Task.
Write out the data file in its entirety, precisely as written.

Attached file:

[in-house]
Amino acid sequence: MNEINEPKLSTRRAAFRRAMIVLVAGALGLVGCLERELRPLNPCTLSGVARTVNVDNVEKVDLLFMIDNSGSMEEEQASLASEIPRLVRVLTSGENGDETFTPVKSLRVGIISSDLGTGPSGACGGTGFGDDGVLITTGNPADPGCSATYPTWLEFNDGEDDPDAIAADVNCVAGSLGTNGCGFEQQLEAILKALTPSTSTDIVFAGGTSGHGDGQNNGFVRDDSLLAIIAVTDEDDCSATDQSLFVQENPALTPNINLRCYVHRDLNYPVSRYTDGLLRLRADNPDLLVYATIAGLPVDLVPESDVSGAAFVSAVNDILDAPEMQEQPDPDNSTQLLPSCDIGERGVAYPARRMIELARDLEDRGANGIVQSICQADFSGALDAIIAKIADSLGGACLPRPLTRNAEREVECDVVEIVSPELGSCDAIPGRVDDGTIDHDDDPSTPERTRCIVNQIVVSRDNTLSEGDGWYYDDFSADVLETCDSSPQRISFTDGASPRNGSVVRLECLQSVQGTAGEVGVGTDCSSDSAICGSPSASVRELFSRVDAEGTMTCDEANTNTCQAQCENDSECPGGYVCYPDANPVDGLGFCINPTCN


[in-house]
Amino acid sequence: MNEINEPKLSTRRAAFRRAMIVLVAGALGLVGCLERELRPLNPCTLSGVARTVNVDNVEKVDLLFMIDNSGSMEEEQASLASEIPRLVRVLTSGENGDETFTPVKSLRVGIISSDLGTGPSGACGGTGFGDDGVLITTGNPADPGCSATYPTWLEFNDGEDDPDAIAADVNCVAGSLGTNGCGFEQQLEAILKALTPSTSTDIVFAGGTSGHGDGQNNGFVRDDSLLAIIAVTDEDDCSATDQSLFVQENPALTPNINLRCYVHRDLNYPVSRYTDGLLRLRADNPDLLVYATIAGLPVDLVPESDVSGAAFVSAVNDILDAPEMQEQPDPDNSTQLLPSCDIGERGVAYPARRMIELARDLEDRGANGIVQSICQADFSGALDAIIAKIADSLGGACLPRPLTRNAEREVECDVVEIVSPELGSCDAIPGRVDDGTIDHDDDPSTPERTRCIVNQIVVSRDNTLSEGDGWYYDDFSADVLETCDSSPQRISFTDGASPRNGSVVRLECLQSVQGTAGEVGVGTDCSSDSAICGSPSASVRELFSRVDAEGTMTCDEANTNTCQAQCENDSECPGGYVCYPDANPVDGLGFCINPTCN